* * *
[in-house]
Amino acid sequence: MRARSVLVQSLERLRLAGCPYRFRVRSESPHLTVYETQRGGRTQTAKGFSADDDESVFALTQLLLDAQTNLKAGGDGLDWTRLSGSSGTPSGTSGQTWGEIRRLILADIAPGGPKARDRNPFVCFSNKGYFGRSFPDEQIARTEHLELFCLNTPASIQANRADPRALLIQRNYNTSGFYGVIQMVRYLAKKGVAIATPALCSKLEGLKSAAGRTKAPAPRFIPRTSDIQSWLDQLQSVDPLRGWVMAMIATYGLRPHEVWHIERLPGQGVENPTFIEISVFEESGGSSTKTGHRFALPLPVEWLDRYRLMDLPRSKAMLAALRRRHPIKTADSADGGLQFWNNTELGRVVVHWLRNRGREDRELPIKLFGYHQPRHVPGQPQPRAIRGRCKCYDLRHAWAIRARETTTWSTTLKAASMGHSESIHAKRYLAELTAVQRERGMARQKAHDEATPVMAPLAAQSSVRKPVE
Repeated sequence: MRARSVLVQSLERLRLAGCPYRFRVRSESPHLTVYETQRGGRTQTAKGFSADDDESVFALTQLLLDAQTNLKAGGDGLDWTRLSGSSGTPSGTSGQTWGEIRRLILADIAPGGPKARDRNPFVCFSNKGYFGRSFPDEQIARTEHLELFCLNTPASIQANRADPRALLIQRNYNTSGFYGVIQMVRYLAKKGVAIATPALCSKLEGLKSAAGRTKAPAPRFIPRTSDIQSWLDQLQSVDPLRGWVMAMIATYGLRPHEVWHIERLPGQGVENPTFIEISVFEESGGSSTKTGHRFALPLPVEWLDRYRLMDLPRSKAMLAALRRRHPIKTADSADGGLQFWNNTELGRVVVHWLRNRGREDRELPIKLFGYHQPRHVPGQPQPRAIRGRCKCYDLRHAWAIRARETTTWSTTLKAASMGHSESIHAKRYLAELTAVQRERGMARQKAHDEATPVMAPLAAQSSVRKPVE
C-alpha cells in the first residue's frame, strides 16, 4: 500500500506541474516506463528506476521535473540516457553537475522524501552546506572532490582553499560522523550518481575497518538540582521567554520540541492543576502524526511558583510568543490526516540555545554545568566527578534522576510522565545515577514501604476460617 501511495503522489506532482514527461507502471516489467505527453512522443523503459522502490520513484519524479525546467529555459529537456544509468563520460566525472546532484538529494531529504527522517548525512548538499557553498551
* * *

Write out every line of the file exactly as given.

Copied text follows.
[in-house]
Amino acid sequence: MRARSVLVQSLERLRLAGCPYRFRVRSESPHLTVYETQRGGRTQTAKGFSADDDESVFALTQLLLDAQTNLKAGGDGLDWTRLSGSSGTPSGTSGQTWGEIRRLILADIAPGGPKARDRNPFVCFSNKGYFGRSFPDEQIARTEHLELFCLNTPASIQANRADPRALLIQRNYNTSGFYGVIQMVRYLAKKGVAIATPALCSKLEGLKSAAGRTKAPAPRFIPRTSDIQSWLDQLQSVDPLRGWVMAMIATYGLRPHEVWHIERLPGQGVENPTFIEISVFEESGGSSTKTGHRFALPLPVEWLDRYRLMDLPRSKAMLAALRRRHPIKTADSADGGLQFWNNTELGRVVVHWLRNRGREDRELPIKLFGYHQPRHVPGQPQPRAIRGRCKCYDLRHAWAIRARETTTWSTTLKAASMGHSESIHAKRYLAELTAVQRERGMARQKAHDEATPVMAPLAAQSSVRKPVE
Repeated sequence: MRARSVLVQSLERLRLAGCPYRFRVRSESPHLTVYETQRGGRTQTAKGFSADDDESVFALTQLLLDAQTNLKAGGDGLDWTRLSGSSGTPSGTSGQTWGEIRRLILADIAPGGPKARDRNPFVCFSNKGYFGRSFPDEQIARTEHLELFCLNTPASIQANRADPRALLIQRNYNTSGFYGVIQMVRYLAKKGVAIATPALCSKLEGLKSAAGRTKAPAPRFIPRTSDIQSWLDQLQSVDPLRGWVMAMIATYGLRPHEVWHIERLPGQGVENPTFIEISVFEESGGSSTKTGHRFALPLPVEWLDRYRLMDLPRSKAMLAALRRRHPIKTADSADGGLQFWNNTELGRVVVHWLRNRGREDRELPIKLFGYHQPRHVPGQPQPRAIRGRCKCYDLRHAWAIRARETTTWSTTLKAASMGHSESIHAKRYLAELTAVQRERGMARQKAHDEATPVMAPLAAQSSVRKPVE
C-alpha cells in the first residue's frame, strides 16, 4: 500500500506541474516506463528506476521535473540516457553537475522524501552546506572532490582553499560522523550518481575497518538540582521567554520540541492543576502524526511558583510568543490526516540555545554545568566527578534522576510522565545515577514501604476460617 501511495503522489506532482514527461507502471516489467505527453512522443523503459522502490520513484519524479525546467529555459529537456544509468563520460566525472546532484538529494531529504527522517548525512548538499557553498551